Out to Replace Petroleum

Researcher Jeff Chamberlain ('88) is the catalyst behind an electric battery blitz aimed at reducing the nation's dependency on petroleum.

Spring 2012


Jeffrey P. Chamberlain (’88) heads the Electrochemical Energy Storage Department at Argonne National Laboratory, owned by the U.S. Department of Energy outside Chicago. A former Wake Forest Reynolds Scholar, he is the catalyst behind an electric battery blitz aimed at reducing our automobile-loving nation’s dependency on petroleum. Keenly aware of the environmental, economic and political stakes in the global competition to develop an efficient, affordable product, Chamberlain and his research team are focusing on lithium-ion technology. He accepted an invitation to speak as a guest lecturer in January in the Department of Chemistry Seminar Series about the potential for scientific research to impact the course of humanity.

The race — some have described it as “battery wars” — is on. What are you and your research team doing to keep the United States in the competition?

Argonne is a multipurpose national lab that’s a little bit of an odd beast — government-owned by the Department of Energy (DOE) but contractor-operated by a small company owned primarily by the University of Chicago since World War II. When Enrico Fermi and team were learning how to split the atom and have a controlled nuclear reaction they were doing it underneath a squash court in the suburbs of Chicago.

At Argonne our work in the Chemical Sciences and Engineering division focuses on peacetime use — nuclear science to create electricity. We have a transportation research center where about 100 scientists work on reduction of fossil fuel usage. We do all the research and also have facilities used by scientists around the world to advance a variety of scientific fields.

We are working to understand the nature of materials that store and release energy electrochemically. With that understanding, we design and invent new materials that can be used in batteries. Our work is primarily aimed at transportation applications; hybrid electric vehicles (HEVs), plug-in hybrid electric vehicles (PHEVs) and battery electric vehicles (BEVs) all rely on advanced batteries that hold enough energy, are powerful enough, safe enough and inexpensive enough to compete with gasoline-powered internal combustion engines.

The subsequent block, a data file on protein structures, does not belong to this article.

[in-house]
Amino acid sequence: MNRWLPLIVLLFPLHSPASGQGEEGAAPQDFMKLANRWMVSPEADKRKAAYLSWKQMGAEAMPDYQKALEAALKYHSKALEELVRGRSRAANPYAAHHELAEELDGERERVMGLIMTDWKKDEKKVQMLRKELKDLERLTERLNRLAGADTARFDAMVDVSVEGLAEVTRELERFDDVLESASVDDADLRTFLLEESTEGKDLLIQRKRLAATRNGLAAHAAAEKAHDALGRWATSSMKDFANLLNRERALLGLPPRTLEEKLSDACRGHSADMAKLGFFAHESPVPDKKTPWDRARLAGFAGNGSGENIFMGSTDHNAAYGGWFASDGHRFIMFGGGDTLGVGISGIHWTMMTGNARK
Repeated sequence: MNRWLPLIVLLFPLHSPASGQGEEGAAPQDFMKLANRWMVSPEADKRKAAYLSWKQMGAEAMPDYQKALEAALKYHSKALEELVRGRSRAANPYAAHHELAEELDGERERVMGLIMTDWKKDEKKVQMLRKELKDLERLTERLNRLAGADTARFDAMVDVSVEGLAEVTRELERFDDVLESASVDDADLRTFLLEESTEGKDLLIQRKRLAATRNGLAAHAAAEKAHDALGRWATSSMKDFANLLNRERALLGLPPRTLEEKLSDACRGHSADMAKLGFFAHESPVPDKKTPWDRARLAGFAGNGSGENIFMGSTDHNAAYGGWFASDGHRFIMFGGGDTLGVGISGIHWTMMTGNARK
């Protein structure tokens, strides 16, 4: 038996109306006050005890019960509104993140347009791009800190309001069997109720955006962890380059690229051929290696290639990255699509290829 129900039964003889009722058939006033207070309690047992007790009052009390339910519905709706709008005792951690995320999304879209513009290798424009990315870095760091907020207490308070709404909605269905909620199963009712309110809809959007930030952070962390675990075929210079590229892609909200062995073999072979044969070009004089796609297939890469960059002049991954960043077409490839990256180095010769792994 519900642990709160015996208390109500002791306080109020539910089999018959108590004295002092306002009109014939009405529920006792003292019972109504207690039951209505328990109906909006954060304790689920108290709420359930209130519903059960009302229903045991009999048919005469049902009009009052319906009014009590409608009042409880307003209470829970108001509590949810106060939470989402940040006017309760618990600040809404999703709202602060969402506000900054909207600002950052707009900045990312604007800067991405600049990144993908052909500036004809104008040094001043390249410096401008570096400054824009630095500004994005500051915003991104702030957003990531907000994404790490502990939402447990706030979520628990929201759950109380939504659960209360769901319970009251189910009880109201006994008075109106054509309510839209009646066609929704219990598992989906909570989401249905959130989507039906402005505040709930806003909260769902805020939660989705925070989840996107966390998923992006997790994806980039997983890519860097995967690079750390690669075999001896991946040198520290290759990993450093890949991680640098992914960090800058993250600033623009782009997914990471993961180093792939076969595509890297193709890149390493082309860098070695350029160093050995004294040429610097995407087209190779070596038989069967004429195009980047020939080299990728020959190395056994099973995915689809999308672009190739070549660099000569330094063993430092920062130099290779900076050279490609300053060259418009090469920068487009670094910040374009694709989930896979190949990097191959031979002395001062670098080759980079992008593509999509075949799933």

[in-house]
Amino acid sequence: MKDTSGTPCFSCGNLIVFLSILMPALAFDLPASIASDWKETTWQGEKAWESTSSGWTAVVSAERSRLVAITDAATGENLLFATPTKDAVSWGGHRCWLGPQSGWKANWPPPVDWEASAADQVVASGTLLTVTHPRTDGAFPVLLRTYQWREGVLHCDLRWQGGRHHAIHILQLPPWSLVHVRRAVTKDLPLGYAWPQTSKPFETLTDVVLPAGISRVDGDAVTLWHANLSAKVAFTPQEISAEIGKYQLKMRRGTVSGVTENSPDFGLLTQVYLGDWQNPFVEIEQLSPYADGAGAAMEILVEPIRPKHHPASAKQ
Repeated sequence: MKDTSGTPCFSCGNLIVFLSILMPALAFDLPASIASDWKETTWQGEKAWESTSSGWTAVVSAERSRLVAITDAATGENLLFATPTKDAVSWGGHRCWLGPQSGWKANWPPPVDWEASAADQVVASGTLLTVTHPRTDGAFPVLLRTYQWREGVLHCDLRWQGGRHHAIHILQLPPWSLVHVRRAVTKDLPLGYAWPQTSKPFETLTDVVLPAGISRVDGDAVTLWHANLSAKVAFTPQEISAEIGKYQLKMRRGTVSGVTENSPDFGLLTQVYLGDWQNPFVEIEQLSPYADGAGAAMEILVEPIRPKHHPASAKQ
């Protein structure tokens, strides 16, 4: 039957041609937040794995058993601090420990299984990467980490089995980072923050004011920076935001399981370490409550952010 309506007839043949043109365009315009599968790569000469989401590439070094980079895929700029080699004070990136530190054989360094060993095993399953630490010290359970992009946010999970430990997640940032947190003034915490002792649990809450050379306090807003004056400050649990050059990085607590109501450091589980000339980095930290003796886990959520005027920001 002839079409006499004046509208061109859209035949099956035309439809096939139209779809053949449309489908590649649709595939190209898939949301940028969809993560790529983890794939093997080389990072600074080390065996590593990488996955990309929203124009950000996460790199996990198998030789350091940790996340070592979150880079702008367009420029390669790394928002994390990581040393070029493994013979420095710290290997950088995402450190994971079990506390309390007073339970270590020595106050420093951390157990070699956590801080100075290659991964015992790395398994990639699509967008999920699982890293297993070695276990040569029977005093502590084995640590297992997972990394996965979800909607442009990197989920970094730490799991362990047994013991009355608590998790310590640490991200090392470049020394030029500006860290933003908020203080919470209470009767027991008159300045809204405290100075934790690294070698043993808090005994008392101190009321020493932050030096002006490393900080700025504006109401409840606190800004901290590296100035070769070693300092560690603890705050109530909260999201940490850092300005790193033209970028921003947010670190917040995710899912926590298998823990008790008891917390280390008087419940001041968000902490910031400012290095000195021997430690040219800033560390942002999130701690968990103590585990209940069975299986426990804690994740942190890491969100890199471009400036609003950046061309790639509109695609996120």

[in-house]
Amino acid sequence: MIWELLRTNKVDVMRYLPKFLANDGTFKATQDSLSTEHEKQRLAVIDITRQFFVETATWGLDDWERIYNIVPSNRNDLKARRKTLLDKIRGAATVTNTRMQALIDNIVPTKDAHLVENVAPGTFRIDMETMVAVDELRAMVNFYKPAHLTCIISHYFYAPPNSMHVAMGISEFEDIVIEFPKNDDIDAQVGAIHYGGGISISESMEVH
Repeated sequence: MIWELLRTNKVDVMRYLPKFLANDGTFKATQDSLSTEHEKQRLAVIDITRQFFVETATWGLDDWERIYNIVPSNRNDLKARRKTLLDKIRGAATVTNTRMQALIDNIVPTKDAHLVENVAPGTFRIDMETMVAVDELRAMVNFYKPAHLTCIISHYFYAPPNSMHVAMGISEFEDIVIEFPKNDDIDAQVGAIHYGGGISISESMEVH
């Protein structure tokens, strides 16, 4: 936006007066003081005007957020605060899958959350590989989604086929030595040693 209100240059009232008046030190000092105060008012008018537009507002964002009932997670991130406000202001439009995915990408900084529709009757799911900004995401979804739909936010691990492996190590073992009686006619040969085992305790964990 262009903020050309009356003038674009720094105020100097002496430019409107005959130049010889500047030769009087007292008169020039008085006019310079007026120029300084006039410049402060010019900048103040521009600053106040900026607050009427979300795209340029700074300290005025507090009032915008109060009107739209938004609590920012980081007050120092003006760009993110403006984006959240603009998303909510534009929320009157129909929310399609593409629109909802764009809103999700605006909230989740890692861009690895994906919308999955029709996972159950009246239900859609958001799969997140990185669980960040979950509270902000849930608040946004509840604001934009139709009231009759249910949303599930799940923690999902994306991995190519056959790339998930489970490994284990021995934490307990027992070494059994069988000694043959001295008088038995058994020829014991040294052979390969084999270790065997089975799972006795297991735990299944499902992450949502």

The materials science not only focuses on developing new compositions, but also on new structures. Our materials research is complemented by several other research thrusts, including: a) diagnostics and analysis of material degradation during use in batteries, b) testing of a wide variety of advanced battery systems from around the world, c) computational science that predicts behaviors of new materials, and predicts behaviors and costs of entire battery systems and d) engineering science required to determine the optimal way to impactfully scale materials from the lab bench to kilogram quantities.

Jeff Chamberlain (left) explains Argonne’s research in advanced battery materials to Deputy Secretary of Energy Daniel B. Poneman.

Could you explain lithium-ion technology to a nonscientist?

When you burn fossil fuel all it is is a chemical reaction. You’re breaking bonds and the result is gases come out. For 100 years we utilized that for transportation and many things. We figured out how to use it to drive pistons and ultimately turn wheels on cars. When you move to electricity, if you have a battery in your phone or computer or car you’re still relying on a chemical reaction — with two differences. The electric battery spits out an electron instead of heat or gas, and you can capture that in the form of power. Another important difference is that it’s a reversible reaction. You can recharge your phone, computer or car and put those electrons back in. It’s a sustainable technology.

Lithium-ion technology was commercialized in 1991 by Sony; DOE had the foresight to have us start working on that thinking it would have a huge impact on transportation. Batteries that were used in previous attempts to electrify vehicles were too large and heavy. This technology uses lithium, the third lightest atom. If you can use a reactant that’s light and small and get an electron on every atom, you can pack more energy into that device. The result is a device that weighs one tenth of another and produces the same number of electrons. We work on materials that enable that ion to be transported less expensively, more safely. Argonne’s technology offers at least a 50 percent increase in energy storage capacity over conventional cathode materials used in lithium-ion batteries. In short, it offers among the longest-lasting energy available in the smallest, lightest package.